|Still from an animated cartoon by Ann Telnaes|
The Washington Post on Tuesday night pulled a political cartoon by Pulitzer Prize winning cartoonist Ann Telnaes straightforwardly titled “Ted Cruz uses his kids as political props.”
In a brief statement that accompanied the cartoon while it was online for several hours, Telnaes wrote that “there is an unspoken rule in editorial cartooning that a politician’s children are off-limits. … But when a politician uses his children as political props, as Ted Cruz recently did in his Christmas parody video in which his eldest daughter read (with her father’s dramatic flourish) a passage of an edited Christmas classic, then I figure they are fair game.”
Outtakes from the original ad: Ted Cruz Family Outtakes
Other articles on the same subject:
WaPo Cartoonist Depicts Cruz Kids as Monkeys. Media Blame Cruz.
Why that now-retracted Washington Post cartoon is a gift to Ted Cruz
Clay Bennett's reaction:
A statement from the Association of American Editorial Cartoonists:
The Association of American Editorial Cartoonists (AAEC) stands in support with Ann Telnaes and her right to call out presidential candidate Sen. Ted Cruz for politicizing his daughters in a campaign attack ad. While it would be in bad taste to arbitrarily go after a public figure's family, it is fair journalism to criticize the senator for using his own children to attack a political opponent. And that's precisely what Ann's cartoon has done. It does not stray from the time-honored tradition of cartoonists using satire to speak truth to power and protect the powerless – in this case, children.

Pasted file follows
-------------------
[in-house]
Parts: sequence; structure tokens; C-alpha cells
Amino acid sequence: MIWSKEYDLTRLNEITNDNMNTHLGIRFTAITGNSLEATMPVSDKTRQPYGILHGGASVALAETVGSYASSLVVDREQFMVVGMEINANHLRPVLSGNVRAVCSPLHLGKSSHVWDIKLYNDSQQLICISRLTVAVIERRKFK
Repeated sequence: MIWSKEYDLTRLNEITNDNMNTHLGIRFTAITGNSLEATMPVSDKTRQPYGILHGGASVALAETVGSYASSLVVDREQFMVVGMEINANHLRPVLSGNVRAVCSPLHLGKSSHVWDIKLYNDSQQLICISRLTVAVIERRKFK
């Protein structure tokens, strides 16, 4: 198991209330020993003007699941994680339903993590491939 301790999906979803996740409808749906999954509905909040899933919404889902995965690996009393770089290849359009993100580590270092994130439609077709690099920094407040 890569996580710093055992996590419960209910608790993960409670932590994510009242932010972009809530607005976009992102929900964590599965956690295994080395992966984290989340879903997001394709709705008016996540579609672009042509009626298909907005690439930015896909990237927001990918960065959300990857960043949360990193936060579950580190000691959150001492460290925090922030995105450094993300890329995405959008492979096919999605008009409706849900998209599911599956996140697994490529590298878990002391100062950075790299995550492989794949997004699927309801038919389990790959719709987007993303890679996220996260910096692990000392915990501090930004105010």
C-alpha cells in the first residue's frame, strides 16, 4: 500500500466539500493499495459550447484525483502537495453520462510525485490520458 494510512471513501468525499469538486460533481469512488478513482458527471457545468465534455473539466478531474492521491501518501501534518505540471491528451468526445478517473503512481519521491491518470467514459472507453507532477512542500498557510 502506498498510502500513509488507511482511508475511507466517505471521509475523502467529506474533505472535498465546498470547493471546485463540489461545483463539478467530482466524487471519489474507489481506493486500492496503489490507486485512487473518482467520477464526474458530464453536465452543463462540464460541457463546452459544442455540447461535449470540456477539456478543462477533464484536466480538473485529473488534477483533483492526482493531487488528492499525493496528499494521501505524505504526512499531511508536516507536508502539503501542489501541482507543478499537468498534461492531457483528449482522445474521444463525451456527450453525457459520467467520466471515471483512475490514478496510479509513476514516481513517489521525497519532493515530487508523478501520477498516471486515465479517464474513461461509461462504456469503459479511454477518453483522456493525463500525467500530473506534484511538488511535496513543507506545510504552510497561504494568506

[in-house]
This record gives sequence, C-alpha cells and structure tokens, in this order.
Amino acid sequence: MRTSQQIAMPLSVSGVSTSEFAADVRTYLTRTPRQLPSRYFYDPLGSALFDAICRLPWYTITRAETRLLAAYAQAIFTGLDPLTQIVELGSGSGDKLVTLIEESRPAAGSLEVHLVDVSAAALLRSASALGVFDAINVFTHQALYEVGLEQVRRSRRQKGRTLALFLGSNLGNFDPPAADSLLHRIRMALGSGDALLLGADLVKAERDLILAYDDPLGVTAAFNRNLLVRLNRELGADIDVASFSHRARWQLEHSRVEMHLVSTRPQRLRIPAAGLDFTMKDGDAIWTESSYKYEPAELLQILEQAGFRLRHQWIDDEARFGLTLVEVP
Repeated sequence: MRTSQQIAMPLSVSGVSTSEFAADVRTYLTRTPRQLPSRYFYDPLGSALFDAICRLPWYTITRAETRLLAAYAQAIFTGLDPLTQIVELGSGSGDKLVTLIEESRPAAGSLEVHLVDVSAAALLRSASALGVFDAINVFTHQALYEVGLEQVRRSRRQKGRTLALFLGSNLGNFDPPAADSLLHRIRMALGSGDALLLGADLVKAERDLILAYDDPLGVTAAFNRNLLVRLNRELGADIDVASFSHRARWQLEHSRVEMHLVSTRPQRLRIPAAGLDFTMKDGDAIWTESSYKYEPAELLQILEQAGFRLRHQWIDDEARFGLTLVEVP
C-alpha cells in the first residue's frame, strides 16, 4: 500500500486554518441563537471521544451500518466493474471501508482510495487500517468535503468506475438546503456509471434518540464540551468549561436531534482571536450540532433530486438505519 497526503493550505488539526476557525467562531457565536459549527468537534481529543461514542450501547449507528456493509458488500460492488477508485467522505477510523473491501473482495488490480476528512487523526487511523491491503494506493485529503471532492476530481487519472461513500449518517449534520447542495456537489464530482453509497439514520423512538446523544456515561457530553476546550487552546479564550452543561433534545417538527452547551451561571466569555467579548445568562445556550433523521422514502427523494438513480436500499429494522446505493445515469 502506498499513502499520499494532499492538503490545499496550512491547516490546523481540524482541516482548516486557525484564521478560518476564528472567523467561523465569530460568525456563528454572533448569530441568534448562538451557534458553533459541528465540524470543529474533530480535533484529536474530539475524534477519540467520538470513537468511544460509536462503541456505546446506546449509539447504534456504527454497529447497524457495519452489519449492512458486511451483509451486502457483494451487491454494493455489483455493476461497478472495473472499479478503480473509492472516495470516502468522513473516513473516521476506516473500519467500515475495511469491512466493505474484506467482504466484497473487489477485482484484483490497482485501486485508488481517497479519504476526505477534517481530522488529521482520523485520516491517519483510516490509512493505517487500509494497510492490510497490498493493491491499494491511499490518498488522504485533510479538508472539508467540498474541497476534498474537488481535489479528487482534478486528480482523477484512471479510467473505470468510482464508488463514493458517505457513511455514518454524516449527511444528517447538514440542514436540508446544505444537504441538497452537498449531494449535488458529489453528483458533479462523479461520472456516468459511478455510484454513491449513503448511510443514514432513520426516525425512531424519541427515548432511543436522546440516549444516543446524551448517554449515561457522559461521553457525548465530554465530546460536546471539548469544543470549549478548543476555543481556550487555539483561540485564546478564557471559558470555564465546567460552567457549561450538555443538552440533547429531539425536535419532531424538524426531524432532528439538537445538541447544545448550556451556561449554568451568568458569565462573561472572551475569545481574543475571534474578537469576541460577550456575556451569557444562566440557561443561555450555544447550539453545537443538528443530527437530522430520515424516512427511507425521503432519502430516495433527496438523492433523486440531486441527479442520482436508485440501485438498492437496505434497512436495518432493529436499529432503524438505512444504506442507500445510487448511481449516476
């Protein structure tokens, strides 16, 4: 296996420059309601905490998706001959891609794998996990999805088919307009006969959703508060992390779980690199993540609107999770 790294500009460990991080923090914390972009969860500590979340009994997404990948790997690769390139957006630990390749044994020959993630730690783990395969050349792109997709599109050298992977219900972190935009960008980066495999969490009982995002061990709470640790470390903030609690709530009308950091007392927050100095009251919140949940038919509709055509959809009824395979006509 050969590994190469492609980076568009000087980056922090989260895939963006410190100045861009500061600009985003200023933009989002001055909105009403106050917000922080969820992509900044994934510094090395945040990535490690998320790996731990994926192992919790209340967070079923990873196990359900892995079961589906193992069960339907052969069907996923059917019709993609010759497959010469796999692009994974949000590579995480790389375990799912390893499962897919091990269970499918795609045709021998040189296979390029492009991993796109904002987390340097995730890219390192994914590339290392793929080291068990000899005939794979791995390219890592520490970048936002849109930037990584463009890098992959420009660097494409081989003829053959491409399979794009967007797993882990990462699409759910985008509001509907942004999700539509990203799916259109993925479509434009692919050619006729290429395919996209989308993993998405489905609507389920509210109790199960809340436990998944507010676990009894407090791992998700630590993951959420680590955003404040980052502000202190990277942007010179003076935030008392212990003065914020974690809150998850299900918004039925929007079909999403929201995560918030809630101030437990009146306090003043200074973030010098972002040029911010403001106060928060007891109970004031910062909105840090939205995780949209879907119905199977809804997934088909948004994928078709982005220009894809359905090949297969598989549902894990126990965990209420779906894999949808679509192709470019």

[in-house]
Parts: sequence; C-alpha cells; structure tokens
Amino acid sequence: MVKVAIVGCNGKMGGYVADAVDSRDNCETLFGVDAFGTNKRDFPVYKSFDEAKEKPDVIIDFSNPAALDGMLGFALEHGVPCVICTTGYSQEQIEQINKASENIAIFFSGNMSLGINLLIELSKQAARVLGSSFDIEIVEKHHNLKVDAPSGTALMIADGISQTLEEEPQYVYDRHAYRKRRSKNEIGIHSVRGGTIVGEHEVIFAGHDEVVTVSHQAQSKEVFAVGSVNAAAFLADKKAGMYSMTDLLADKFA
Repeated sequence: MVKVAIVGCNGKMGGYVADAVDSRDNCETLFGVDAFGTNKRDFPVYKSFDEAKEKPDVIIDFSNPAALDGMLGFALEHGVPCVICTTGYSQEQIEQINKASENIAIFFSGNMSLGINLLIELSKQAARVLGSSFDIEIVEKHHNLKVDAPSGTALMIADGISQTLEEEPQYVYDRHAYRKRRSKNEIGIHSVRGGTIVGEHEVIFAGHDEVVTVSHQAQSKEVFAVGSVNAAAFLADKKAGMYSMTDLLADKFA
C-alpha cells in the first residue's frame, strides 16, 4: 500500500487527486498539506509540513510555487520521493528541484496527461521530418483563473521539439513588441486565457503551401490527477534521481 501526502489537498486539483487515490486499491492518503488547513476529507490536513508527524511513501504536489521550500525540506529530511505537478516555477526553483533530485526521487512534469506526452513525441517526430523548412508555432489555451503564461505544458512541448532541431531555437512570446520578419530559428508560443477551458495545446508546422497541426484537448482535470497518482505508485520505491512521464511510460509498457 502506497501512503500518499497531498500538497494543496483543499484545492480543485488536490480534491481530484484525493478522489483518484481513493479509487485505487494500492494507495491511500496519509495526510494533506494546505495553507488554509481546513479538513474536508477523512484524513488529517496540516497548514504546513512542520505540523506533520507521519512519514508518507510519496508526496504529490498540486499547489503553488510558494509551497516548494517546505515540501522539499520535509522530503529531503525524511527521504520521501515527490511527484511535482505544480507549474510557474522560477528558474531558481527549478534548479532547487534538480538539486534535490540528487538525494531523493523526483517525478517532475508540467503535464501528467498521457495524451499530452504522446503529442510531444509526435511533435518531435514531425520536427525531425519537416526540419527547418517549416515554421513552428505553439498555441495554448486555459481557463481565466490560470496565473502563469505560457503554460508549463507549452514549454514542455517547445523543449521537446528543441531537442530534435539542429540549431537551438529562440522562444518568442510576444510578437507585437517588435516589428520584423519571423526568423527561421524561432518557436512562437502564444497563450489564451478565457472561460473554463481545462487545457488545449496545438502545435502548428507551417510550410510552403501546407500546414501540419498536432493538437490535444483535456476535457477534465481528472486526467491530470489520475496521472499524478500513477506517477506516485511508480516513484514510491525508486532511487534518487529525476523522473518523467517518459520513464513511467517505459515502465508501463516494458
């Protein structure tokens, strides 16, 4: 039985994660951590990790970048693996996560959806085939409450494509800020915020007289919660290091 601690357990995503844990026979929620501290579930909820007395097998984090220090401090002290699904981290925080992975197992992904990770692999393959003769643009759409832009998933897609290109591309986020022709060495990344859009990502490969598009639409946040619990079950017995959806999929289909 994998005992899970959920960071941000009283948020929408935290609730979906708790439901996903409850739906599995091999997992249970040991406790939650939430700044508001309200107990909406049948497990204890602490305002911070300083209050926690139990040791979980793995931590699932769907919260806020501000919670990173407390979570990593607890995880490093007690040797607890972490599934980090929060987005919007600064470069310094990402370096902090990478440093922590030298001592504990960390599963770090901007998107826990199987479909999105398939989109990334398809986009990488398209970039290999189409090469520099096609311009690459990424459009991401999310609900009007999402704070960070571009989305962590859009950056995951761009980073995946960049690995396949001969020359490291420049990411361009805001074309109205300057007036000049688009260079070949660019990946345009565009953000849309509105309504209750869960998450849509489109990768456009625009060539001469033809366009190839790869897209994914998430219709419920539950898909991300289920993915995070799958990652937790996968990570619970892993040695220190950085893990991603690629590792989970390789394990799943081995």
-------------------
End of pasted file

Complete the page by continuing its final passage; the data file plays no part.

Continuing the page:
Cruz ventured into new territory when he had his 7-year-old play an active attack role reading from a script in a campaign ad criticizing political opponents. The media should draw a distinction between this and when elected officials merely use their family in photo ops and positive campaign promotion as has historically been the custom.
Cartoons speak in metaphor, and the monkey image is integral to the age-old organ grinder symbol. Taken in full context, Cruz was clearly the target, but he and his supporters deflected the message by claiming his children were the victims. This is a technique many employ when in the crosshairs of satire, and the media must be careful not to fall for this argument hook, line, and sinker. While the editors at The Washington Post are free to edit how they see fit, in our view it would have been best to defend the cartoon once it had been published. Retracting it risks the appearance of caving to political pressure.